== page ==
Tokyo Adopts Ordinance Against LGBT Discrimination

(ATR) In 2014 the IOC added an anti-discrimination clause for Olympics hosts.

(ATR) Twenty-one months to the opening of the 2020 Olympic Games, Tokyo adopts an anti-discrimination ordinance aimed at protecting the LGBT community.

The goal of the ordinance, which is scheduled to take effect in April, is to use edifying campaigns and education to realize the Olympic Charter goal of respect for human rights, according toThe Japan Times.

In December 2014 the International Olympic Committee adopted an official position against future intolerance surrounding an Olympic Games, after the global controversy that surrounded the Sochi Games following Russia’s passage of an anti-gay law in 2013.

During the 2014 IOC Session in Monaco, IOC members approved a recommendation that states "The enjoyment of the rights and freedoms set forth in this Olympic Charter shall be secured without discrimination of any kind, such as race, color, sex, sexual orientation, language, religion, political or other opinion, national or social origin, property, birth or other status."

That language must be included in the host city contract between the IOC and all Olympic Games hosts.

The Tokyo Metropolitan Assembly approved the ordinance at its regular session last weekend, despite criticism that there had been insufficient debate over potential conflicts between the measure and laws to protect free speech.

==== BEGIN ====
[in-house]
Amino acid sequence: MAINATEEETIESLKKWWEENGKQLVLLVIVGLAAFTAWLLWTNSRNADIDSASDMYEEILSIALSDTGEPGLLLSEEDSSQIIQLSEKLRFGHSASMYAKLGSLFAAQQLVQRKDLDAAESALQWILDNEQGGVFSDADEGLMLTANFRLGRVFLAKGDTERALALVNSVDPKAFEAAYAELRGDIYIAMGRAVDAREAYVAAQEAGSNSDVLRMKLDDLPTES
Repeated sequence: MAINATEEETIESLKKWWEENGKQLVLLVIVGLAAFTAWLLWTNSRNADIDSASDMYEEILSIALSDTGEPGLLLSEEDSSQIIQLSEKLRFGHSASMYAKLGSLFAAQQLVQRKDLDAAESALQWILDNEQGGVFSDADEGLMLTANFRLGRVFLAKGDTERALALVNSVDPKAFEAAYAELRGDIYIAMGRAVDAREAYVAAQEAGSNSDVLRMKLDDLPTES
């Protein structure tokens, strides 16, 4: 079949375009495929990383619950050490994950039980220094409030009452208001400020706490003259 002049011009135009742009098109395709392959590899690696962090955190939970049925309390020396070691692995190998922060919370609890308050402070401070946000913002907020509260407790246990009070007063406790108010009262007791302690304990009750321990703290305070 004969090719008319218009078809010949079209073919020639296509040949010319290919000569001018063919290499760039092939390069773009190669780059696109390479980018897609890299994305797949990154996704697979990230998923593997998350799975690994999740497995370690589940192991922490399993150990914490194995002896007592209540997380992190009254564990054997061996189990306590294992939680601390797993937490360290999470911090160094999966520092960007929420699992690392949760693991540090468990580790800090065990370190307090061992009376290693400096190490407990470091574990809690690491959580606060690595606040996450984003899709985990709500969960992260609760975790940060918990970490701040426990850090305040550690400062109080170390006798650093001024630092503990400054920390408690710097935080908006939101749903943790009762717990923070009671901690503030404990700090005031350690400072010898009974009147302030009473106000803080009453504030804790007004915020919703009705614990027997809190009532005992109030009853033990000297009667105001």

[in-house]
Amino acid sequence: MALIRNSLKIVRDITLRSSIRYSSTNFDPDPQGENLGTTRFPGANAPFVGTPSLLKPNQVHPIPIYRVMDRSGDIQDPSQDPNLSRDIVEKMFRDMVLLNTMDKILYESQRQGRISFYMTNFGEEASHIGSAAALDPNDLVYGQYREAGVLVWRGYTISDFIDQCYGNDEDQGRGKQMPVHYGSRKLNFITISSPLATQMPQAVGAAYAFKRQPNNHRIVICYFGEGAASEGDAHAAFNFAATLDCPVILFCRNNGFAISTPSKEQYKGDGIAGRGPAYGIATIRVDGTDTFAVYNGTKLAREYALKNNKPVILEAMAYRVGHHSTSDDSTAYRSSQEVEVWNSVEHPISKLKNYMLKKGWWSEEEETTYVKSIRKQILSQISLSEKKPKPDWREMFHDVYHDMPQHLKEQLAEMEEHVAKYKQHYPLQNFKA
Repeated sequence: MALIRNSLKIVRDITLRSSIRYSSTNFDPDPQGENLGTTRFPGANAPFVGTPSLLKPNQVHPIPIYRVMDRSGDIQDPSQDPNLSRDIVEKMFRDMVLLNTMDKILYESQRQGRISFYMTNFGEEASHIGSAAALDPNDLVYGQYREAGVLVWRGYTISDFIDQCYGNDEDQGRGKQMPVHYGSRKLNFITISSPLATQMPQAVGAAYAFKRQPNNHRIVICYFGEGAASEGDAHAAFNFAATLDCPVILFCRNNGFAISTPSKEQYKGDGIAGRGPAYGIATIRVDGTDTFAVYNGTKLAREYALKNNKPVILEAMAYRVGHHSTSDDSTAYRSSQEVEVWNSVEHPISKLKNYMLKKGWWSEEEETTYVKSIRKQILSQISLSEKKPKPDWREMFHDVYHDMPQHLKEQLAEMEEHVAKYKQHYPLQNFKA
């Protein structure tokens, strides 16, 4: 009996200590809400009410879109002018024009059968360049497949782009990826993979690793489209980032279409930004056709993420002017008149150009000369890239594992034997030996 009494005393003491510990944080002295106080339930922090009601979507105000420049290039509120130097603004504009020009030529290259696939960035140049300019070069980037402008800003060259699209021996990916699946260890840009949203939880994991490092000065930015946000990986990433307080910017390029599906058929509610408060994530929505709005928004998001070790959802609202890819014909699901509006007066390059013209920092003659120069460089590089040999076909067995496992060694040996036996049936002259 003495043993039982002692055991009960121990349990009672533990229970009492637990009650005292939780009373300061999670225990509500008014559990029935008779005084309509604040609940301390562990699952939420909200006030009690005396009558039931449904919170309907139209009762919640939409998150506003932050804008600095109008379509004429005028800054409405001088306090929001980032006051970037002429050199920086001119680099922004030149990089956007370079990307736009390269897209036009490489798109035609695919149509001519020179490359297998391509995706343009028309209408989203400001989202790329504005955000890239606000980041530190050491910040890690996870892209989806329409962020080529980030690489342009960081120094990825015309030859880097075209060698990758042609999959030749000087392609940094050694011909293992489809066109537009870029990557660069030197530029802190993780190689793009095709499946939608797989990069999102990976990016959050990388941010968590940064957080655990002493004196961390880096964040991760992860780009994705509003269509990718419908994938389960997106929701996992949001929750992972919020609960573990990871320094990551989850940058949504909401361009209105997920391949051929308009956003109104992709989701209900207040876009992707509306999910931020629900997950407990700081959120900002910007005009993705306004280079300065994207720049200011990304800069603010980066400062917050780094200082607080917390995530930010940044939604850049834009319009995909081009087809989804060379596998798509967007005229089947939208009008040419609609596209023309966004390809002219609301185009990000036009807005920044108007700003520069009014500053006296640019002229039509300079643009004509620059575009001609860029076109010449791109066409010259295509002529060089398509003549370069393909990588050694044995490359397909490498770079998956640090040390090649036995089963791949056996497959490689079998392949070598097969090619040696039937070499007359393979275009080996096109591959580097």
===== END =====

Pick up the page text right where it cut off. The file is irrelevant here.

The rule is the first ordinance at the prefectural level to contain a stipulation prohibiting discrimination against LGBT people and other sexual and gender minorities.

To ensure equal enjoyment of human rights, the Tokyo ordinance will regulate use of public spaces such as parks to prevent groups from promoting hateful rhetoric.

The ordinance is designed to improve access for same-sex couples in situations such as hospital visits and shared renting of apartments as family.

It also stipulates the disclosure of names of groups and individuals promoting hate speech if the governor deems their activities a violation of human rights. Under the ordinance, such groups can be required to remove hateful content from their websites.

The ordinance includes awareness-raising measures to improve understanding of the LGBT community, and the metropolitan government also plans to set up centralized consultation centers for LGBT people to offer various forms of support for sexual minority groups. Although Japan doesn’t have laws against homosexuality or other sexual minorities, it also doesn’t have national-level laws to protect their rights.

Political supporters of the measure said that ensuring sexual minorities’ equal rights will become a legacy of the 2020 Games.

The Liberal Democratic Party strongly opposed the ordinance, saying its content and preparation were sloppy, and stressed that the rule may curtail freedom of expression.

An LGBT hospitality house will be set up during the 2020 Tokyo Olympics and Paralympics "as a place to exchange and distribute information about issues faced by lesbian, gay, bisexual and transgender people".

The practice of organizing a space for LGBT athletes and fans in Olympic host cities began with the 2010 Vancouver Winter Games, remembered the organizers of this project.

Reported by Miguel Hernandez.

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